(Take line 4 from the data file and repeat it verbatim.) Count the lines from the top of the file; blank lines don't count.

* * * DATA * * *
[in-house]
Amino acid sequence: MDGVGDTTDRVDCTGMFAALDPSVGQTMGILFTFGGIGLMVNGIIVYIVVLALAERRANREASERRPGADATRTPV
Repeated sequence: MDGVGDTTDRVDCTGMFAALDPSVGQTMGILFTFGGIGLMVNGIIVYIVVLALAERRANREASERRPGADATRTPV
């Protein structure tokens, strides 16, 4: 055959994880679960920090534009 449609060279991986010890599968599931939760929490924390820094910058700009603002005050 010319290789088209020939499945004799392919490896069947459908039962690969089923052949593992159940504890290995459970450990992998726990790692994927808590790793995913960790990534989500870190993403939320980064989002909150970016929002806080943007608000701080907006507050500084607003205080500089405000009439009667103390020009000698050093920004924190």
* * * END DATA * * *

């Protein structure tokens, strides 16, 4: 055959994880679960920090534009 449609060279991986010890599968599931939760929490924390820094910058700009603002005050 010319290789088209020939499945004799392919490896069947459908039962690969089923052949593992159940504890290995459970450990992998726990790692994927808590790793995913960790990534989500870190993403939320980064989002909150970016929002806080943007608000701080907006507050500084607003205080500089405000009439009667103390020009000698050093920004924190």